From an interview conducted by Stanford faculty and students with Beatrice Longuenesse, the scholar of Kant and German Idealism, who now teaches at NYU:
I have never been all that convinced by the so-called division between “two” traditions. As a student, one of my first ground-breaking experiences was reading Kant and becoming interested in Kant’s philosophy of science and transcendental philosophy. This experience was probably a major factor in my skepticism about the relevance of such a division: Kant is obviously a common ancestor to both “traditions.”
But of course your question does not concern the Kantian legacy, but more broadly the different styles of philosophy and what they might have to bring to one another. I think the strong point of the “continental” tradition is a greater attention to history: both to the ways in which philosophy itself has a tradition, and to the ways in which philosophical arguments can be influenced by factors beyond the philosopher’s rational control or even awareness. The strong point of the “analytic” tradition is its attention to logic, conceptual clarity, and argument. I suppose one could name many philosophical issues about which the two approaches could learn from one another. The area in which they most strikingly converge today, I think, is precisely the one I am currently interested in (so maybe I am being partial here!): problems concerning consciousness and self-consciousness, self-reference, personal identity.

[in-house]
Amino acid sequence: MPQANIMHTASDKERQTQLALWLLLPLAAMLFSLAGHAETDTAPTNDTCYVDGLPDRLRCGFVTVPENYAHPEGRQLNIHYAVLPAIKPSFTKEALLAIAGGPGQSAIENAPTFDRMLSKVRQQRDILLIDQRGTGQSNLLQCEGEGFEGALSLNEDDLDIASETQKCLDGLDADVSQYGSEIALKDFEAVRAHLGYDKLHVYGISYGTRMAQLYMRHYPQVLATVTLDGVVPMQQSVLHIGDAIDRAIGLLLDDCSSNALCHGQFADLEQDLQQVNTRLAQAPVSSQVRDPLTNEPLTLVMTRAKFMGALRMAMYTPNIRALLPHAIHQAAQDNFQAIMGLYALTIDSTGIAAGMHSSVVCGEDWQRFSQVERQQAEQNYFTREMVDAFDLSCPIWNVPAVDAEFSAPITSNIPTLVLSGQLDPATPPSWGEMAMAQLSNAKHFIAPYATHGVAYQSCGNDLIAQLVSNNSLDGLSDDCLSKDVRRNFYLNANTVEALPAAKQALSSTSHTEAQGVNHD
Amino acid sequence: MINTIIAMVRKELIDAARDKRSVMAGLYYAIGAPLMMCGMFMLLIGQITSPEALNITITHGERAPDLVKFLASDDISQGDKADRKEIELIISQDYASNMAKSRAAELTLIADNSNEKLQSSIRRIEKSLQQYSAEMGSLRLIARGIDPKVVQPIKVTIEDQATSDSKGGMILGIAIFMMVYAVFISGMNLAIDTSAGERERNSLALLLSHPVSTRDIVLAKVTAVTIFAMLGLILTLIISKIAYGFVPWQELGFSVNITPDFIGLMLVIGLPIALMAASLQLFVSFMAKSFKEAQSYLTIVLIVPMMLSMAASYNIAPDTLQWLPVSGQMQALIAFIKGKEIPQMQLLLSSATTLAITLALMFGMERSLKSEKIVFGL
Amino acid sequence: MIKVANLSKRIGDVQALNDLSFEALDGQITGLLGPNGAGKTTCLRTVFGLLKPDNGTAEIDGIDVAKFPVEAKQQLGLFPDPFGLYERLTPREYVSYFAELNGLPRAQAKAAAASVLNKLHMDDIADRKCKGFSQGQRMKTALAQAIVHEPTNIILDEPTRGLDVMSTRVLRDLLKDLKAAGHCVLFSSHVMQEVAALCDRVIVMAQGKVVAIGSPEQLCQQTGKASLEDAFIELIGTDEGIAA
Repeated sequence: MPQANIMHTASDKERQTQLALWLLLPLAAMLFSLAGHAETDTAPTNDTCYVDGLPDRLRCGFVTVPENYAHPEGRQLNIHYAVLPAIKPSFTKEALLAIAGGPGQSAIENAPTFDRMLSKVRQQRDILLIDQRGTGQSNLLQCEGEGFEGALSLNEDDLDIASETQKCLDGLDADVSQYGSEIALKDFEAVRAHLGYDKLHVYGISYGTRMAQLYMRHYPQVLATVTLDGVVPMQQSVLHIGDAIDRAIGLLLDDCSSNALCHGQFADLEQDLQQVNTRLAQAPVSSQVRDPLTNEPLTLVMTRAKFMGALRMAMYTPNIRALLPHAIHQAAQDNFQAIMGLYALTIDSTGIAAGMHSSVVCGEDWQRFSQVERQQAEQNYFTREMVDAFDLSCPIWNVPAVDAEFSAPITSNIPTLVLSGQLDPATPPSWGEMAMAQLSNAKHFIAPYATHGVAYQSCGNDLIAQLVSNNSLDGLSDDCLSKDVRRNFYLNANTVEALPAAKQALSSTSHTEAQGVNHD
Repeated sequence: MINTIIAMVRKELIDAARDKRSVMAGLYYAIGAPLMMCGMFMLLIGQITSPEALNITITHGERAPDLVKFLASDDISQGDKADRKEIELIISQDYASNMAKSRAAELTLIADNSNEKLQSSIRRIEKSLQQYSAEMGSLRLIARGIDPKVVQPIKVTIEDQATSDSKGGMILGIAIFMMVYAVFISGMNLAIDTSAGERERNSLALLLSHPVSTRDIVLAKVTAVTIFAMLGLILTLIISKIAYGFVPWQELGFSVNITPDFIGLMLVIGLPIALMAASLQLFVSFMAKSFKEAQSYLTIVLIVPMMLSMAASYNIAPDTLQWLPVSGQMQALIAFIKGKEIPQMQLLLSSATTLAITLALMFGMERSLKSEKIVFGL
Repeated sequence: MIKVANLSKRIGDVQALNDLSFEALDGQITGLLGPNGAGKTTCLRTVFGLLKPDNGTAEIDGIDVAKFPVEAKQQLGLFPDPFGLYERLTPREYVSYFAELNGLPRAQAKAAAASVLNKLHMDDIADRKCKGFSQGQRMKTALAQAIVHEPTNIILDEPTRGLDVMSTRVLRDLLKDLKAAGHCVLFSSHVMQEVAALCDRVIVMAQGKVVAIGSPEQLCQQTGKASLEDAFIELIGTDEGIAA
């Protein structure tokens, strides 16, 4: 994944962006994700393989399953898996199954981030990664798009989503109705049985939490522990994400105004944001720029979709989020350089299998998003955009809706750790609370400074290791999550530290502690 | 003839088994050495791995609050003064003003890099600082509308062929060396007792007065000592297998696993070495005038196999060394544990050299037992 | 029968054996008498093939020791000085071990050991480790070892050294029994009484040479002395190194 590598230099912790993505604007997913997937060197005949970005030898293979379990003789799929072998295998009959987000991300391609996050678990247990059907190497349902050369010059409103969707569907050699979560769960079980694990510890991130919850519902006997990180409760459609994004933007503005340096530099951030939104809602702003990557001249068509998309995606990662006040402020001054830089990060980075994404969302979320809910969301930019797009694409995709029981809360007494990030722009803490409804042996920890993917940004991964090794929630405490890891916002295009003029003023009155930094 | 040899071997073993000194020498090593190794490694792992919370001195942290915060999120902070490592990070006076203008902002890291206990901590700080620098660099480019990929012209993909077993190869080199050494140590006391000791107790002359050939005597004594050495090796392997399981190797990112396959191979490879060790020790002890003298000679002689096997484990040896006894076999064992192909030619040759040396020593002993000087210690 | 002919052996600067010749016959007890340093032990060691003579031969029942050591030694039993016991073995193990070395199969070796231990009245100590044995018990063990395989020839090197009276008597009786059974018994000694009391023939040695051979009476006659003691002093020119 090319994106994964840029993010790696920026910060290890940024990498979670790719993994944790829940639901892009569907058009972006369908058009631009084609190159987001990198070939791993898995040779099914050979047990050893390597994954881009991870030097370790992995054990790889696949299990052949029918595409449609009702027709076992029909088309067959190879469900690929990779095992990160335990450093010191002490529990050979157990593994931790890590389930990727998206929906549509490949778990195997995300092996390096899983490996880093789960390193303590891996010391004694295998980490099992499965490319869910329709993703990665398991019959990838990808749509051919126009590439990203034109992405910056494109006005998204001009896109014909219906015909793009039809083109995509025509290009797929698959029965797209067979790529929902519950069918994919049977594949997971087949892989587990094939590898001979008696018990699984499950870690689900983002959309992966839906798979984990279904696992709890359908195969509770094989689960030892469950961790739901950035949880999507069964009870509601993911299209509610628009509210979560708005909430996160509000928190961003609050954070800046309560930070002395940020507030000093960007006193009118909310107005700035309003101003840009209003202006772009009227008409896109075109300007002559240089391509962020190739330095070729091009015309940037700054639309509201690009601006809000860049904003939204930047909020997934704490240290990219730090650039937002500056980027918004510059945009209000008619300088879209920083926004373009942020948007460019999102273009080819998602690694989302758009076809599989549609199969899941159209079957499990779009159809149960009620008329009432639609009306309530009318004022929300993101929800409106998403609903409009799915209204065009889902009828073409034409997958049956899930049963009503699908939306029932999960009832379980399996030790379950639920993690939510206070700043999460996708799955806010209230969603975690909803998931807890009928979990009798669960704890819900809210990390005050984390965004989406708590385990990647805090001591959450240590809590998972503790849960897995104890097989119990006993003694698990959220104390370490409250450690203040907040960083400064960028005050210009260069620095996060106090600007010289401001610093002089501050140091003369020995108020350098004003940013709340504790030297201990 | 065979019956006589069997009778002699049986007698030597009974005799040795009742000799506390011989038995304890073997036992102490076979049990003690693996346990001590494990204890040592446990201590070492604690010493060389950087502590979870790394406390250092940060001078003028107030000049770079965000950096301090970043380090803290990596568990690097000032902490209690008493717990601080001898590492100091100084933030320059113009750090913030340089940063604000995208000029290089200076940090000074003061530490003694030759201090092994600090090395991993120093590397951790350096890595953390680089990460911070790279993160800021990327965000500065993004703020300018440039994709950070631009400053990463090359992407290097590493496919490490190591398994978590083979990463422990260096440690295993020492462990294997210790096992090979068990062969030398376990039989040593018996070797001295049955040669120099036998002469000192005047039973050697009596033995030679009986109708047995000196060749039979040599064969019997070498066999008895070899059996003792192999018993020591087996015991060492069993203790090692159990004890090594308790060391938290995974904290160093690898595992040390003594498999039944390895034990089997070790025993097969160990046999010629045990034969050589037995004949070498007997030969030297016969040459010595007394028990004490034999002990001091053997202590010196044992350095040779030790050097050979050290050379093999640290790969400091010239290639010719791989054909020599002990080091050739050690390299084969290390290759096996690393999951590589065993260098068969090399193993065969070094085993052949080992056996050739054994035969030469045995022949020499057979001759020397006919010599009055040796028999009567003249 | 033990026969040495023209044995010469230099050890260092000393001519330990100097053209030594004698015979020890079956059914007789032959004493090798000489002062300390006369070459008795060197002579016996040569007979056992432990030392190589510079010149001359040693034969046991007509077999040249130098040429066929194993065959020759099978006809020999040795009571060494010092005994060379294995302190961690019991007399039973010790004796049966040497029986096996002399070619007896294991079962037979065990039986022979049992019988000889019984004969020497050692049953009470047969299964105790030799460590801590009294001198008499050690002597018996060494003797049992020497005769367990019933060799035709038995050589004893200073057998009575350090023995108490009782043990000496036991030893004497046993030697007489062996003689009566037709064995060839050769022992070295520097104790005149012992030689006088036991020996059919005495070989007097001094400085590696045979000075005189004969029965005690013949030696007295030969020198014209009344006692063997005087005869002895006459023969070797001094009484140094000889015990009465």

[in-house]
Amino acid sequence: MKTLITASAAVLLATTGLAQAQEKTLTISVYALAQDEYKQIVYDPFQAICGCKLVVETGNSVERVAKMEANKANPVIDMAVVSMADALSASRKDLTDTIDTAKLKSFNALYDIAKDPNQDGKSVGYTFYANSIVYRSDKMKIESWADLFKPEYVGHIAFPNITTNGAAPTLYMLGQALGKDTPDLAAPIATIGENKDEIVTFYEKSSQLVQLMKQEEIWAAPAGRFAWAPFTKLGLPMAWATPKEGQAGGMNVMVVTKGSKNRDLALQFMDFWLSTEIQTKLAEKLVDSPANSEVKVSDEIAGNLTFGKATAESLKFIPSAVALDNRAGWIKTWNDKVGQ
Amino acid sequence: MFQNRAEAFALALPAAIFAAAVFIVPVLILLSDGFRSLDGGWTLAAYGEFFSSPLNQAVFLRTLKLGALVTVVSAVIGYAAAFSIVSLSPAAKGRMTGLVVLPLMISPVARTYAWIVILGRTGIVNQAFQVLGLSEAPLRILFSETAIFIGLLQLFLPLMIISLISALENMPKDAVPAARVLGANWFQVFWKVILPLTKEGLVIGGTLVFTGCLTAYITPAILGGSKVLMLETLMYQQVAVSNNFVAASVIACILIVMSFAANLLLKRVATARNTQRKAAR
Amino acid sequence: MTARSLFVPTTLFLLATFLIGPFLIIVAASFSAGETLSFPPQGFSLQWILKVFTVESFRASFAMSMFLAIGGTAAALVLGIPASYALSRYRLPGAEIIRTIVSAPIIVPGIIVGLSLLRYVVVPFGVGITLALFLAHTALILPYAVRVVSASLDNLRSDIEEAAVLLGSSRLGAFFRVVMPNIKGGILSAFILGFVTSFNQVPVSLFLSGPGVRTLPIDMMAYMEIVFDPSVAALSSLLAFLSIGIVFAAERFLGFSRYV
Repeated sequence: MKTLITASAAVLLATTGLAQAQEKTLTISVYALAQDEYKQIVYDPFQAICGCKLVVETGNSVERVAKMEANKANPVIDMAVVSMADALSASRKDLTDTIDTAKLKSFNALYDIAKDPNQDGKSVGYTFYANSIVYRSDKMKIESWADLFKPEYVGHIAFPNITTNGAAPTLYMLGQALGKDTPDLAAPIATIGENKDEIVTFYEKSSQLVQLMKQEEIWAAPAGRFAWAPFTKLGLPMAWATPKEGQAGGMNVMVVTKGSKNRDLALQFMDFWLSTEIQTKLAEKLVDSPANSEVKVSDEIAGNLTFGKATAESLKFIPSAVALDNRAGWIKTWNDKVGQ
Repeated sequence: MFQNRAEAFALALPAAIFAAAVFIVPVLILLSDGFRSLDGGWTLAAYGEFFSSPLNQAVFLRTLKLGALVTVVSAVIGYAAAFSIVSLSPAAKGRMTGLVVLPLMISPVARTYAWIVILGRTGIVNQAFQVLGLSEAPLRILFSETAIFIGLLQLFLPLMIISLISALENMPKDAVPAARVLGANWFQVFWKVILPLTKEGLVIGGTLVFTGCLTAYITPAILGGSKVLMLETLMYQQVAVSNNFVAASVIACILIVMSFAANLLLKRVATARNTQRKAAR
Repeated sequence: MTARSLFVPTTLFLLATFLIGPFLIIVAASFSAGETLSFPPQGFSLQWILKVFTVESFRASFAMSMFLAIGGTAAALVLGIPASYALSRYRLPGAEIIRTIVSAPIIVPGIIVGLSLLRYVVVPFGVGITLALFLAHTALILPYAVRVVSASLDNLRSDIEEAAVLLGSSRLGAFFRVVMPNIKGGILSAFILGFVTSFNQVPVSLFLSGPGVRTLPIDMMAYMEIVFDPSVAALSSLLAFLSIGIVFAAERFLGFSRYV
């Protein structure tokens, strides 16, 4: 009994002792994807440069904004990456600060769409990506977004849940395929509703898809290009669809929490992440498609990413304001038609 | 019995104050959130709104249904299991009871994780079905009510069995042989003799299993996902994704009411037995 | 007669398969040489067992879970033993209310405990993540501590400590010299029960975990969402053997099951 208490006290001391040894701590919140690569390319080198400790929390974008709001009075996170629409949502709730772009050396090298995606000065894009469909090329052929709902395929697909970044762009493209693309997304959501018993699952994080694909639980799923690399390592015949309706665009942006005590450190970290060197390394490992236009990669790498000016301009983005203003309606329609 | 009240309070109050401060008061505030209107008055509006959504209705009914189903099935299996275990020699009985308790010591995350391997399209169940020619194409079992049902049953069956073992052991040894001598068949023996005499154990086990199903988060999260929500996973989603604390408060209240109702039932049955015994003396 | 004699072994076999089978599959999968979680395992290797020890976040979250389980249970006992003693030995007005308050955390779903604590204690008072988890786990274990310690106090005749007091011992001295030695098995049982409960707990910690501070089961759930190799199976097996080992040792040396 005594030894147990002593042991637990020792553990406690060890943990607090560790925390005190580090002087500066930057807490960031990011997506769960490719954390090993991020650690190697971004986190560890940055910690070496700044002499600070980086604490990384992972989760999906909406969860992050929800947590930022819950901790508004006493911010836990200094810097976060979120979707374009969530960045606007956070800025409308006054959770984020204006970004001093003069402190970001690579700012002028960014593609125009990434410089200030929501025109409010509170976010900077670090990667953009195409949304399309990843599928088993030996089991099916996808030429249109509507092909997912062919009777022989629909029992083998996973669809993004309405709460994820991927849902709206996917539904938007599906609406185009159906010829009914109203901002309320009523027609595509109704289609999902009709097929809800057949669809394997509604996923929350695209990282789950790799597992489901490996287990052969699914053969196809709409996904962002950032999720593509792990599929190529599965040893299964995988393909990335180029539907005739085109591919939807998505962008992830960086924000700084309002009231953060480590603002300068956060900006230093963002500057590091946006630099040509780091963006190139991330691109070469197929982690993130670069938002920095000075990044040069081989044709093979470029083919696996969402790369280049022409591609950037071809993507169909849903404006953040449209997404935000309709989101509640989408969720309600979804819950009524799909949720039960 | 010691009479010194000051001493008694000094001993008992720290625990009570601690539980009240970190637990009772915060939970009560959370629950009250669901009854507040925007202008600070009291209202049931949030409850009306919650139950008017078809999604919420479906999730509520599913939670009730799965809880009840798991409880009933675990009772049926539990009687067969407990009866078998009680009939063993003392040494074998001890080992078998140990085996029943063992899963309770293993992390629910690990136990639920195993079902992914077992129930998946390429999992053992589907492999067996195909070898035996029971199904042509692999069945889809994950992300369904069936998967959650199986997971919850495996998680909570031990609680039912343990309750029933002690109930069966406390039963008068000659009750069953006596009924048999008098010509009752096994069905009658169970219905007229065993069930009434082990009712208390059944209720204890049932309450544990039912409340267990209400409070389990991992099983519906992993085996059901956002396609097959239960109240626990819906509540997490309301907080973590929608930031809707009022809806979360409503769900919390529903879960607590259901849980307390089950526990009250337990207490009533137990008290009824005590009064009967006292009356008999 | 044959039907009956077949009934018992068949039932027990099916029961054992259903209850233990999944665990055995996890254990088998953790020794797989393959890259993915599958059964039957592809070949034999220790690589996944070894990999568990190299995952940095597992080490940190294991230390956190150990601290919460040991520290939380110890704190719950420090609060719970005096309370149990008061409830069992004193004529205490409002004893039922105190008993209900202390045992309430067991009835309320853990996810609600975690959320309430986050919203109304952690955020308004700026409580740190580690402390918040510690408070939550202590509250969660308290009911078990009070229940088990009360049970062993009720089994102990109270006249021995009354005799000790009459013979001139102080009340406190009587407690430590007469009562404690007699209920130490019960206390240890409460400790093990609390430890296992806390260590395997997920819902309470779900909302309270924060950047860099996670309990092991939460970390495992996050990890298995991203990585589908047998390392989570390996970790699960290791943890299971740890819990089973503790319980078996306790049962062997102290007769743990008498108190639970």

I'm curious what people, especially philosophers of mind, think about this, especially the last claim about where "analytic" and "Continental" traditions converge. (What Longuenesse has in mind presumably has more to do with German Idealism, and perhaps some of Husserl and Merleau-Ponty, than with Schopenhauer, Marx, Nietzsche, Habermas, Foucault, etc.)